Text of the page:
- Mortgages and credit cards
- Electricity and major appliances
- Most of our food
- Lifesaving drugs and medical devices
- Computers and smartphones
- Internet, streaming and other online services
- A broad array of low-cost clothing and home furnishings.
Some argue that big business is monopolistic – that it stifles competition, raising prices.
Not always. In fact, not even generally with antitrust regulators ever alert.
And consumers are the winners.
For instance, what do Google, Twitter, Instagram, Snapchat, Facebook and YouTube all have in common?
True, it isn’t easy to compete against “free” as a business model. But that doesn’t mean competition doesn’t exist.
If you don’t want to do your internet searches on Google, for example, you could use Yahoo, Bing, AOL or DuckDuckGo, among others.
You don’t, however, because – like most internet users in this country – you believe Google provides better search results.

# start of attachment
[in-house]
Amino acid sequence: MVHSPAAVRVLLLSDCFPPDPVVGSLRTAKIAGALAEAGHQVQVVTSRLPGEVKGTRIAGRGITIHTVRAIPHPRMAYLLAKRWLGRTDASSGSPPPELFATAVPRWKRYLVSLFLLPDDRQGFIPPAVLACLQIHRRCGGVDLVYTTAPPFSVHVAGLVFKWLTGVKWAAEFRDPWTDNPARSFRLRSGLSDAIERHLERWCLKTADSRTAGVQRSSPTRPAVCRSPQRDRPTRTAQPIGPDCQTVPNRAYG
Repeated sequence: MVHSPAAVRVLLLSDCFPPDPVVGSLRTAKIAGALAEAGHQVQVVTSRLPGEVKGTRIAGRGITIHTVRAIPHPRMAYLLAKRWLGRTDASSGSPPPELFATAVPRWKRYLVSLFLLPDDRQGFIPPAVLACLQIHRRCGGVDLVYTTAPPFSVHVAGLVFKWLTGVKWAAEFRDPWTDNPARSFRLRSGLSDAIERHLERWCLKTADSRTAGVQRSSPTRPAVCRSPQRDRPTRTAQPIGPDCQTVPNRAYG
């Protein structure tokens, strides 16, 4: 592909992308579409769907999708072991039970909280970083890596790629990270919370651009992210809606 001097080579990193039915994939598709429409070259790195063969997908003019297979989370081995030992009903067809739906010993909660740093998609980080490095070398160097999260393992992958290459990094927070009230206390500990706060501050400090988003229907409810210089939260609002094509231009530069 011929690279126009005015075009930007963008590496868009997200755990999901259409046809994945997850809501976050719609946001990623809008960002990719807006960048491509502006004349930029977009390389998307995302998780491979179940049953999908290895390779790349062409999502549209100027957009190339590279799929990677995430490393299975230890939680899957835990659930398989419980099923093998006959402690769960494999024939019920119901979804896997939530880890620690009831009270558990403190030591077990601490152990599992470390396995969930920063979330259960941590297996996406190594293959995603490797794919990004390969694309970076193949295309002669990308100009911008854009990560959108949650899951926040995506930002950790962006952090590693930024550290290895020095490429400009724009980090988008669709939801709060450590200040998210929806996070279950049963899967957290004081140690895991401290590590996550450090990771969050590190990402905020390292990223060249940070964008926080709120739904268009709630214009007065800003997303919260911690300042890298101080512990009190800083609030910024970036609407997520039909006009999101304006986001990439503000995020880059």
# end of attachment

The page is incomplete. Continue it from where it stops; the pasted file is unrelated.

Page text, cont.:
Is massive consumer preference a bad thing?
Business drives innovation. It creates jobs and provides worker training. It generates the profits that fund countless charities. And it pays billions in state, local and federal taxes each year.
Yet the left-leaning Institute on Taxation and Economic Policy complains that 60 major companies paid zero in federal taxes in 2018.
That sounds bad at first blush, but far less so on closer examination.
For starters, no company owes a penny more in taxes than the law requires. Management, in fact, has a fiduciary duty to maximize profits for shareholders.
That doesn’t mean just maximizing sales and keeping a sharp eye on costs. It also means managing the annual tax bite.
The corporate tax code is designed to incentivize research, capital formation and job creation. Many productive investments would not be made without the inducements in the code.
I’m a longtime advocate of simplifying the tax code, incidentally. (Tax reform was a step in that direction but didn’t go nearly far enough.)
Over the years, I’ve noticed that the readers who oppose replacing the loophole-ridden system we have with flatter taxes are the same ones who complain that “corporations aren’t paying their fair share.”